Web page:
One good thing that did come out of the service for younger people was seeding my desire to do a major read of the Bible.
I pulled out a NRSV I bought over 20 years ago to read the entire Pauline corpus (that means all the letters attributed to Paul the Apostle).
I'm more than 2/3 through in a few days, so might end up reading the generals as well (Hebrews to Jude).
The aim is to get this reading done by the end of January.
So there we are, at last, a New Year's resolution.
Reading the Bible quickly is great to do. One gets the overall picture and themes very clearly, not something that I find easily emerges from bit-wise reading small groups of verses. So, my suggestion: read it fast and read it slow. I read the Psalms slowly: one a day, so I cover the lot twice a year. A nice start to the day, too.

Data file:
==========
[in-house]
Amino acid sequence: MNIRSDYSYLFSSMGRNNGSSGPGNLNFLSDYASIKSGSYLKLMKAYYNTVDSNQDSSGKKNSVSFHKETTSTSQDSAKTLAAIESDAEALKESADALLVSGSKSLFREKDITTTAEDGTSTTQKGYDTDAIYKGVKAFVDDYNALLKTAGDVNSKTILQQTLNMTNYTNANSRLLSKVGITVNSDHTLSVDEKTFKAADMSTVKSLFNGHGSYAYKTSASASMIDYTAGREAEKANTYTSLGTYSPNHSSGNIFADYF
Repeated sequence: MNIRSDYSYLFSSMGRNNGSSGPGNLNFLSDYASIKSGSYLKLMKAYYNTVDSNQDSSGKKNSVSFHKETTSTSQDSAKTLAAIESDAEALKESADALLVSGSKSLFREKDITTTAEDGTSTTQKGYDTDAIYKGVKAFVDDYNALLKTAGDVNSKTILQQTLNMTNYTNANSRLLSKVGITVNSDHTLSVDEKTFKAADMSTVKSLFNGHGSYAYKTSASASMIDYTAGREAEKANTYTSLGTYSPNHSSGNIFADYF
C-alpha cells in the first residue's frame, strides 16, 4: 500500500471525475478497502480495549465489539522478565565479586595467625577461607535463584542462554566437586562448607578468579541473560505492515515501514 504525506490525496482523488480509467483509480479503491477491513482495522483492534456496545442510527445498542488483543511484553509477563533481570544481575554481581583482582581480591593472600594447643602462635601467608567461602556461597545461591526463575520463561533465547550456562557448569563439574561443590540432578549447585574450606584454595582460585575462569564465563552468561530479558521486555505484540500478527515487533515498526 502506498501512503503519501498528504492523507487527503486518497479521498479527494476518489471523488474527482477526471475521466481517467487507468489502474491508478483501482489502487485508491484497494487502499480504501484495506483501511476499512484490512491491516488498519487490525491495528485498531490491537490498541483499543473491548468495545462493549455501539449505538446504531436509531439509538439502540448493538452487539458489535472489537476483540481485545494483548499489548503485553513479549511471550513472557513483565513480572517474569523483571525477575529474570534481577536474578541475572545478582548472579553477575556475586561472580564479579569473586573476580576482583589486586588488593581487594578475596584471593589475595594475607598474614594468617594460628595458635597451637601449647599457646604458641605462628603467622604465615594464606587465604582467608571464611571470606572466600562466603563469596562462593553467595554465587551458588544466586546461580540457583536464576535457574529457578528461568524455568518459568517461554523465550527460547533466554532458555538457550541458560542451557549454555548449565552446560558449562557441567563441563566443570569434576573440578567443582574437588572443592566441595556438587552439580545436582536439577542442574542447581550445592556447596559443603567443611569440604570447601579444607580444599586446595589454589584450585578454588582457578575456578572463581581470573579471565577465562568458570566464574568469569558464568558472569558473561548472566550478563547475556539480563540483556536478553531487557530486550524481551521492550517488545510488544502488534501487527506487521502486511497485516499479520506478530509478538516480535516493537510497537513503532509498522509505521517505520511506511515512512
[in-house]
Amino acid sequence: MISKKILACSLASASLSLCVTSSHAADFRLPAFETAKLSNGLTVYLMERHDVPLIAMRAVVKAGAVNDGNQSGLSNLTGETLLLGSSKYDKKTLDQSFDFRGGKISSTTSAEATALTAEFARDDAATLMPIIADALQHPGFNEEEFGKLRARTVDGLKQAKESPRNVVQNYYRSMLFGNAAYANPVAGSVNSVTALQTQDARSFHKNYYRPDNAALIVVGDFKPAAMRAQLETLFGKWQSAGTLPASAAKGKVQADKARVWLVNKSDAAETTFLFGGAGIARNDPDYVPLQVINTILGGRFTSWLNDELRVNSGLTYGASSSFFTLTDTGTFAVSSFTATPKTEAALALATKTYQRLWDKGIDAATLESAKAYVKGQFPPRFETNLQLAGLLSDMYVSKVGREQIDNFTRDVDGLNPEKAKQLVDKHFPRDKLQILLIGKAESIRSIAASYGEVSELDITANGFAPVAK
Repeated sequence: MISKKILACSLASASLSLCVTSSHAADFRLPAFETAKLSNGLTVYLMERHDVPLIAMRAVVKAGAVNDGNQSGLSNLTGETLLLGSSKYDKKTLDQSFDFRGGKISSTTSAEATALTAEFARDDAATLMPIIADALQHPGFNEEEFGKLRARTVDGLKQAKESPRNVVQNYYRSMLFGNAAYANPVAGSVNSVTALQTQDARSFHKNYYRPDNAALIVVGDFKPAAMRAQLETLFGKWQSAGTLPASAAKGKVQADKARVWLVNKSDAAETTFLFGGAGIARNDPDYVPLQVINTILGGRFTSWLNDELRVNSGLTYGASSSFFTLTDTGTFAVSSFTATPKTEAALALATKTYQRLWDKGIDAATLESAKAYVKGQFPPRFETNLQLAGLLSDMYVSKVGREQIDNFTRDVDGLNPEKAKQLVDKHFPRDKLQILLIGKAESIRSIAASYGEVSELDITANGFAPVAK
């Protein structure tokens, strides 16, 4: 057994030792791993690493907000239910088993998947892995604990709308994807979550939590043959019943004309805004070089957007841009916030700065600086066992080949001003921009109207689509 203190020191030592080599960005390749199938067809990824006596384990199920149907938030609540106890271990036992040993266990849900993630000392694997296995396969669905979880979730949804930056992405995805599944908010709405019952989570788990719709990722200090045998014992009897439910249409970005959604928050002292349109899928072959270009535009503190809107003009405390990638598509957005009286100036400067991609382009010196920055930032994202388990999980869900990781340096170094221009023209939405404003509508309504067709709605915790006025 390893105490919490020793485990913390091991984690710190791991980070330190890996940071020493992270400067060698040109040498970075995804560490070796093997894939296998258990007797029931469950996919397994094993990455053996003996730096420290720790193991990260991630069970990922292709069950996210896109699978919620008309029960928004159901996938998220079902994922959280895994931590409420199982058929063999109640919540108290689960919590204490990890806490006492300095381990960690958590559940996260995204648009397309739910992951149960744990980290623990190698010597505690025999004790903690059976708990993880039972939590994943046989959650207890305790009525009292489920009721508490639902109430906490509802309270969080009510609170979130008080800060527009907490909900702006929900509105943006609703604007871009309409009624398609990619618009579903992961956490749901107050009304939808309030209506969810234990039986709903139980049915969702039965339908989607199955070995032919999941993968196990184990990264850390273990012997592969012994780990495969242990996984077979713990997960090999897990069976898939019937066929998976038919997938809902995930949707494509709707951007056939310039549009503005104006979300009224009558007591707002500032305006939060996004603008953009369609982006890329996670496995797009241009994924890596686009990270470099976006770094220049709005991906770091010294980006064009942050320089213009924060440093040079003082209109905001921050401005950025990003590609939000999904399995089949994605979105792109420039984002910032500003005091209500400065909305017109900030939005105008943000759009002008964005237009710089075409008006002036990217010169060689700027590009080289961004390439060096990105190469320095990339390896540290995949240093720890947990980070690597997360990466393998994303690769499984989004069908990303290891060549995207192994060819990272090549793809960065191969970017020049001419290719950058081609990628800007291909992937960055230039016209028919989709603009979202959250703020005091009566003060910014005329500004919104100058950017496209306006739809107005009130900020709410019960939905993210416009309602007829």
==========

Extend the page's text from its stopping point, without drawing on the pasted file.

My serious reading pattern is the NT twice a year, and over a two year period the OT in divisions of History pre-Promised-Land, History Promised-Land, Little Prophets, Wisdom, Big Prophets.
I'm not all that keen on the NRSV, and prefer my favourite, the NASB, but the NRSV does have right at the back some editorial goodies going for it, that I'd not seen until this evening!
A very useful index of subjects of the Old and New Testaments, not too detailed to be quite useful.
The index doesn't give Langton-Estienne references, so I might add these and maybe post them (I'll ask the publisher's permission, of course).
A biblical chronology, with some external events. This pretends that we don't know the dates of creation, Babel and Noah's flood, which of course, on the Bible's own data, we do. I'll add them for my own purposes.
A summary of Paul's life and work, fabulously detailed with full Langton-Estienne references.
A list of prayers recorded in both testaments, in alphabetical order.
Table of Jewish feasts.
The Jewish calendar.
The link on references above is to Bible.Org; they have a sister site, Lumina, for study which looks pretty good.